For a government whose leader was recently roundly criticized for his ‘ahankar’, the performance put on by its lawyers in the Delhi High Court was astonishingly tone-deaf.
Defending the decision to pull Greenpeace activist Priya Pillai off a plane, Additional Solicitor General Sanjay Jain made a series of statements that ought to be the stuff of political satire – the kind spoofing a tinpot dictatorship a la Woody Allen’s Bananas, perhaps. The tone was high-handed and the substance derisive, to say the least. Worse, Jain’s arguments reflected an alarming lack of understanding of the very nature of democracy and free speech.
Let’s start with the reason why Pillai was unceremoniously grounded, ie “she had plans to testify on the alleged violations of forest rights of indigenous tribal people in the Mahan coal block area.” So is speaking out against perceived human rights violations now a crime? Well, apparently so, if you plan to do it on foreign soil.
“The government said it has no objection to Pillai expressing her opinion on the issue in India and it would permit Pillai to travel abroad if she gave an undertaking that she would not go abroad to express such opinions,” reports Mint.
So Pillai could have freely called a press conference in Delhi to bring attention to her cause, even testified in the Indian parliament if required. But the moment she decided to share her views in front of a UK parliamentary group, then those same remarks become ‘anti-national.’ Following this logic, it is not what you say that is treasonous but where you say it.
This may sound preposterous to the average citizen, but hey, Jain was only too eager to explain the method in this government madness, as Indian Express reports.
“We are at least two decades behind advanced countries in the energy sector. The advanced countries may not be interested in our advancement,” Jain argued. Okay, but where does Pillai fit into this foreign ‘plot’ to keep us backward and literally powerless? You, dear reader, have quite forgotten about the ‘global cascading effect’, a little known phenomenon that can transform one presentation in front of a bunch of British MPs – known in popular parlance as a ‘doodh mein makhi’ -- into a weapon of mass destruction.
As Jain pointed out, “To destroy something, you don’t need a bomb. You feed somebody distorted speech and the human mind will do the rest.”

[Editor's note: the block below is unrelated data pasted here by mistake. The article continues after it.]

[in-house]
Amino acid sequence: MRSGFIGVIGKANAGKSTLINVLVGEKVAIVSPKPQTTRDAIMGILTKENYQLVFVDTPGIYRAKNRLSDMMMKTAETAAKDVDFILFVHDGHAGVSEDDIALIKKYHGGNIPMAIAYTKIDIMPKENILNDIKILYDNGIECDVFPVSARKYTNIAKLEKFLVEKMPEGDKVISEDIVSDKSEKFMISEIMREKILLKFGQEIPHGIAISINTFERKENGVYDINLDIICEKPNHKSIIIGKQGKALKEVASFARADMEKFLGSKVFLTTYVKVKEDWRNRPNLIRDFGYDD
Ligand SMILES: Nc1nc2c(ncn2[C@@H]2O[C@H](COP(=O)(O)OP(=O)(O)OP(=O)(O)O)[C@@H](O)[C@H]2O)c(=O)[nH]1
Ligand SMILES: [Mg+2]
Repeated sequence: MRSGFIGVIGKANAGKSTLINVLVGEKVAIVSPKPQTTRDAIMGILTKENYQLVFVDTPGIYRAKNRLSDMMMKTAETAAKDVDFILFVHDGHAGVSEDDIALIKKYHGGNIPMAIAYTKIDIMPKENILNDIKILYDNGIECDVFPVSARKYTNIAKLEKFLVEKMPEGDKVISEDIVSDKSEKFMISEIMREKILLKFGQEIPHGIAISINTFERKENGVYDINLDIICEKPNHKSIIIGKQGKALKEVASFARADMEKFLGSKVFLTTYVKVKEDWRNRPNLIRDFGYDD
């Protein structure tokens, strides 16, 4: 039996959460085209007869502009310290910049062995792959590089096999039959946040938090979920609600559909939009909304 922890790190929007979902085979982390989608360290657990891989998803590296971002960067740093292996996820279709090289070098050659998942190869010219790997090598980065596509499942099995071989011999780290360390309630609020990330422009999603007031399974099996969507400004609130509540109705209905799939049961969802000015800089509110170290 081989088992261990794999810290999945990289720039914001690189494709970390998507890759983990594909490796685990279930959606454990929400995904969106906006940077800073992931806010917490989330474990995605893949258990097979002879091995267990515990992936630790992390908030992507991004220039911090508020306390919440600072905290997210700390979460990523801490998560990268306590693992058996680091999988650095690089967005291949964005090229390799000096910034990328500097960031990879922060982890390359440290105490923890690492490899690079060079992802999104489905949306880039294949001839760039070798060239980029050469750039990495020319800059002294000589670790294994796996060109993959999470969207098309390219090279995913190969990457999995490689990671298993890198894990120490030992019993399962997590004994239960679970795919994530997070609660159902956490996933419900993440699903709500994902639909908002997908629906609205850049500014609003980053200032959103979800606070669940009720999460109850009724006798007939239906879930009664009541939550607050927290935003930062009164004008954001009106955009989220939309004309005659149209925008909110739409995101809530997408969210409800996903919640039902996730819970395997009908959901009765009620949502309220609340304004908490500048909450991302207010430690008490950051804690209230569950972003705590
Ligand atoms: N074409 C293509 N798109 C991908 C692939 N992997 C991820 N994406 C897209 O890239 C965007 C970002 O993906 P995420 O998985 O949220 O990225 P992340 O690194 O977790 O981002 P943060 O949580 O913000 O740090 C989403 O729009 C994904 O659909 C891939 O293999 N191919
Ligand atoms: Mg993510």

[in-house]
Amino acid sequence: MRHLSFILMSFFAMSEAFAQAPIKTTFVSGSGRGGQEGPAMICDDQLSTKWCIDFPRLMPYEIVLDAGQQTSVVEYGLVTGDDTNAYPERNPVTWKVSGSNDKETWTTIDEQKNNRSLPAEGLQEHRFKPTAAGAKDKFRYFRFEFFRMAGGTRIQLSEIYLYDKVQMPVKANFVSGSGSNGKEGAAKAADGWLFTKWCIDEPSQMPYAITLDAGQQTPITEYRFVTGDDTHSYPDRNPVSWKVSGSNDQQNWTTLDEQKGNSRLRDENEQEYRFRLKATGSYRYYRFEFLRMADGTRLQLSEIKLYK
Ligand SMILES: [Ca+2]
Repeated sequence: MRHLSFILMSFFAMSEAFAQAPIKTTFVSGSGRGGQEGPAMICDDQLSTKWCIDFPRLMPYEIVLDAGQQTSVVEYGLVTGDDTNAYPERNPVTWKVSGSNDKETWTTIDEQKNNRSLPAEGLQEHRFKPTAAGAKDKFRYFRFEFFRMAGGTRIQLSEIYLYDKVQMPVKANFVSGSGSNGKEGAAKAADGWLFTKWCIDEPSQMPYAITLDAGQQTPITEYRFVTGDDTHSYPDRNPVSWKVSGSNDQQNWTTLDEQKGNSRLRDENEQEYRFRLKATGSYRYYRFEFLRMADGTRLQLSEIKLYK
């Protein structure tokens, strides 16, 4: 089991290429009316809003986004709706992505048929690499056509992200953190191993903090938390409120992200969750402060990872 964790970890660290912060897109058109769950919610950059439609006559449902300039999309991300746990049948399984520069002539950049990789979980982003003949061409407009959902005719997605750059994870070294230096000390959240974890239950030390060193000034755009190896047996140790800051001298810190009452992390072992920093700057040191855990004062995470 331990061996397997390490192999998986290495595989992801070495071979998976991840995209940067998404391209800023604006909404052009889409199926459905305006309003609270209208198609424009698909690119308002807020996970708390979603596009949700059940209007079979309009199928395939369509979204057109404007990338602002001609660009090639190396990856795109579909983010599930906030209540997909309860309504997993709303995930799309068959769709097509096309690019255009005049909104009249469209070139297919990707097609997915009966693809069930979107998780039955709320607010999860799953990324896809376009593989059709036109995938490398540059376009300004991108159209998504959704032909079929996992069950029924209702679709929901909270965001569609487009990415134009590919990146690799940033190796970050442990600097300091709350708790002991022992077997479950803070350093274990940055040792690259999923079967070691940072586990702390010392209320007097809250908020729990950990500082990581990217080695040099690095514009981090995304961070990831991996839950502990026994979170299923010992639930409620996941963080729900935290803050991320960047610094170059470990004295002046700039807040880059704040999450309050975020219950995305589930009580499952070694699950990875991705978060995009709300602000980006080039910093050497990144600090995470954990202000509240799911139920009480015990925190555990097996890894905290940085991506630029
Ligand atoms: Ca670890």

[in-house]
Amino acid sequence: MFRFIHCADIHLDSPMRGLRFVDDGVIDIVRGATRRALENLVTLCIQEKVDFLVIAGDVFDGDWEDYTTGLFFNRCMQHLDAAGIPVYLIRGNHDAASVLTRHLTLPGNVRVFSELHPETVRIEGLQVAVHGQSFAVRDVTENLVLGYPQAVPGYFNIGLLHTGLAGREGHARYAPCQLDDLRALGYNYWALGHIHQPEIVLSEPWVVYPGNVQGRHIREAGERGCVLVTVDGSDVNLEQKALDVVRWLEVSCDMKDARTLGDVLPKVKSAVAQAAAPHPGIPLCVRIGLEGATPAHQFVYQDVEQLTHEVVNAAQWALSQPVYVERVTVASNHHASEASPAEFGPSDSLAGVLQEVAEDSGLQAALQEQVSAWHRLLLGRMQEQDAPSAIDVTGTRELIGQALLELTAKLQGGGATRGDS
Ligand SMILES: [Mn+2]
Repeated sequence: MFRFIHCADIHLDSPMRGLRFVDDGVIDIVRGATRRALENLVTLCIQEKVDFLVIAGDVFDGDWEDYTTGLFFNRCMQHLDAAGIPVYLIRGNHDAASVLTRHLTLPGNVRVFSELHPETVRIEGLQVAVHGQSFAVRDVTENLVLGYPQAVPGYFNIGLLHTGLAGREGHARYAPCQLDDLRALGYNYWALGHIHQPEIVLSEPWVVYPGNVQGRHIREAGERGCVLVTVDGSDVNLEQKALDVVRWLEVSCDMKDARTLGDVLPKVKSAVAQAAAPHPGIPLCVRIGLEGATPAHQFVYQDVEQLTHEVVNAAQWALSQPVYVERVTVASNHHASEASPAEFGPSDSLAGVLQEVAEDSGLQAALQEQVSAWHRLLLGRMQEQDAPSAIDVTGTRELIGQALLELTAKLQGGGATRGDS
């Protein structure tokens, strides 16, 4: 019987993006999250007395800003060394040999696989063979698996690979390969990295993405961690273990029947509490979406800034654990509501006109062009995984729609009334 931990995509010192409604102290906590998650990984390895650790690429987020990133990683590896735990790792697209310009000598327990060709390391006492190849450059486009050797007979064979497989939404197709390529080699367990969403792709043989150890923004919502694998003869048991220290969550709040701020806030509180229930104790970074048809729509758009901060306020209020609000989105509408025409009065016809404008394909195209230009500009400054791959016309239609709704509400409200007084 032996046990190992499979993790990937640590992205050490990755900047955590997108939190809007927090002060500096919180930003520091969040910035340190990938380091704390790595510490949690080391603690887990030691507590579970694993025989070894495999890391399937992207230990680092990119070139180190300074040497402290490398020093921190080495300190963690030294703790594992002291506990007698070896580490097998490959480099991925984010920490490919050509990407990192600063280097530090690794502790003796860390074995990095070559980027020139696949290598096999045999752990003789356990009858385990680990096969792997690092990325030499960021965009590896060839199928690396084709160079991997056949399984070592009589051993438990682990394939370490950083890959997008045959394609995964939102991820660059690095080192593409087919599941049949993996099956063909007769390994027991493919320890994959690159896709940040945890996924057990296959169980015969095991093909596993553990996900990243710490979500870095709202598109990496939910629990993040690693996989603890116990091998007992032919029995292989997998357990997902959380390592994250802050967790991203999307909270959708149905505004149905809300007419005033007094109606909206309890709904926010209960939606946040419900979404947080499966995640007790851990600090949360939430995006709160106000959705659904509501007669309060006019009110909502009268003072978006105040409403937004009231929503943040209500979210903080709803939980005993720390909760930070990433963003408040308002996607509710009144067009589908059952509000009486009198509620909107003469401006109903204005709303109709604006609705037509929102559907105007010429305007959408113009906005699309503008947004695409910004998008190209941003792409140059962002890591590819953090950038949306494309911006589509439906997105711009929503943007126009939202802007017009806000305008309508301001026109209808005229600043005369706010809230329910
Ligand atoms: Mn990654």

If your mind isn’t quite able to connect such widely spaced dots, the affidavit submitted by the Ministry of Home Affairs offers a handy guide:
“There are indications that the UK parliament’s APPG report on tribal peoples will use Priya Parameswaran Pillai’s testimony to rate India at a low level, leaving Indian open to a potential sanction regime… Unlike at the United Nations, these reports by US, UK and EP do not provide opportunity to the Government of India or the local Embassy/High Commission to record their opinion and are heavily biased against the targeted country.”
Before you know it, Pillai’s “one sided view” will become “gospel truth” and poor Bharat Mata will be cast down into the ranks of global pariahs, forced to rub shoulders with the grubby likes of Iran, Russia and North Korea.
Please note, however, such catastrophic consequences are unlikely if the same information is presented to the same MPs over Skype – which is exactly what Pillai did without any government interference back in January.
Apparently, the ‘global cascading effect’ is location-sensitive. Hence, the Modi sarkar continues to insist that Pillai sign an undertaking promising that she will not speak about the human rights violations before she is free to travel.
One can make endless fun of the government’s Red Queen-like capriciousness, but the jokes begin to wear thin when we recognise why the words ‘mad’ and ‘dictator’ go so well together. The arbitrary and unpredictable use of power is the essence of dictatorship. That our government can so willfully and ludicrously wield power is no laughing matter, after all.
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Updated Date: Feb 20, 2015 10:22:07 IST